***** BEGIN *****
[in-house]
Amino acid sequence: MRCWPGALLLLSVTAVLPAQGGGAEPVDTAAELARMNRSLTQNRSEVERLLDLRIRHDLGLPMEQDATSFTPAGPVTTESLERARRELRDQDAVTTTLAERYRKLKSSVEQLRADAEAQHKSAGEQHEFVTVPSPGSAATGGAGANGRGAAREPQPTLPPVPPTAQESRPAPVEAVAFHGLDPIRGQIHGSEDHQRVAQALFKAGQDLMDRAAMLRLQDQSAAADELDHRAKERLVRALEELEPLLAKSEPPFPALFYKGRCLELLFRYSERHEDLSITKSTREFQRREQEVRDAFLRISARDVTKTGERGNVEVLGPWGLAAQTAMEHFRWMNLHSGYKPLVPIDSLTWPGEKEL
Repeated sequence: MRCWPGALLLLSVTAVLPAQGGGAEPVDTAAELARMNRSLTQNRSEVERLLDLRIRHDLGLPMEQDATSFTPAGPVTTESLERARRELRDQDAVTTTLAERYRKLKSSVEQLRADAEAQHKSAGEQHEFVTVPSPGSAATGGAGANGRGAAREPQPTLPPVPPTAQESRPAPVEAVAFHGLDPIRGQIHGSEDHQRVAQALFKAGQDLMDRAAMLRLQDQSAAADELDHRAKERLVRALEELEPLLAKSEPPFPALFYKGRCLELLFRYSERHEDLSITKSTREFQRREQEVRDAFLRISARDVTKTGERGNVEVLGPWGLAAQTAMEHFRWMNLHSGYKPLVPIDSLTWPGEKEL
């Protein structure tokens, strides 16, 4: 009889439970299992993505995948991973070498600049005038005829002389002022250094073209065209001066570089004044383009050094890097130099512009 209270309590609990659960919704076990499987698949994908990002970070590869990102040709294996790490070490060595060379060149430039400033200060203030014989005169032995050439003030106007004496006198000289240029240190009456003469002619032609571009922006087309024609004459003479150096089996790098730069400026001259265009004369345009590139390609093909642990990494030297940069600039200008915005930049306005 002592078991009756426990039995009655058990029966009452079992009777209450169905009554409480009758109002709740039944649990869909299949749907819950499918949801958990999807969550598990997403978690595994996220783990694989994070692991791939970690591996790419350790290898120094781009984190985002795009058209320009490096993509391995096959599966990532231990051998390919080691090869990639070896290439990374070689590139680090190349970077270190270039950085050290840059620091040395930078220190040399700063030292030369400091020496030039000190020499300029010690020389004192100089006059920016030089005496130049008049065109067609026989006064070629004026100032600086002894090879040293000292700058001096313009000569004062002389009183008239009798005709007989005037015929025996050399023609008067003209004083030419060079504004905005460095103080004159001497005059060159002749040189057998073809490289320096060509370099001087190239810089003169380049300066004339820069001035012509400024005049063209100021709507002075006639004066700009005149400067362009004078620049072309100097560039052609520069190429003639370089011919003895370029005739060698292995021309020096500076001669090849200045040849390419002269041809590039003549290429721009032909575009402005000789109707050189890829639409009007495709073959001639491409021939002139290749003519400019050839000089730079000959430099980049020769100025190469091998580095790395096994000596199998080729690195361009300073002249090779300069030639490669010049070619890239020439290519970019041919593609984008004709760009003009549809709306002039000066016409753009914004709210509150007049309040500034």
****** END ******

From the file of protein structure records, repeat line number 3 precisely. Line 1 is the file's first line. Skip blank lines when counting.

Repeated sequence: MRCWPGALLLLSVTAVLPAQGGGAEPVDTAAELARMNRSLTQNRSEVERLLDLRIRHDLGLPMEQDATSFTPAGPVTTESLERARRELRDQDAVTTTLAERYRKLKSSVEQLRADAEAQHKSAGEQHEFVTVPSPGSAATGGAGANGRGAAREPQPTLPPVPPTAQESRPAPVEAVAFHGLDPIRGQIHGSEDHQRVAQALFKAGQDLMDRAAMLRLQDQSAAADELDHRAKERLVRALEELEPLLAKSEPPFPALFYKGRCLELLFRYSERHEDLSITKSTREFQRREQEVRDAFLRISARDVTKTGERGNVEVLGPWGLAAQTAMEHFRWMNLHSGYKPLVPIDSLTWPGEKEL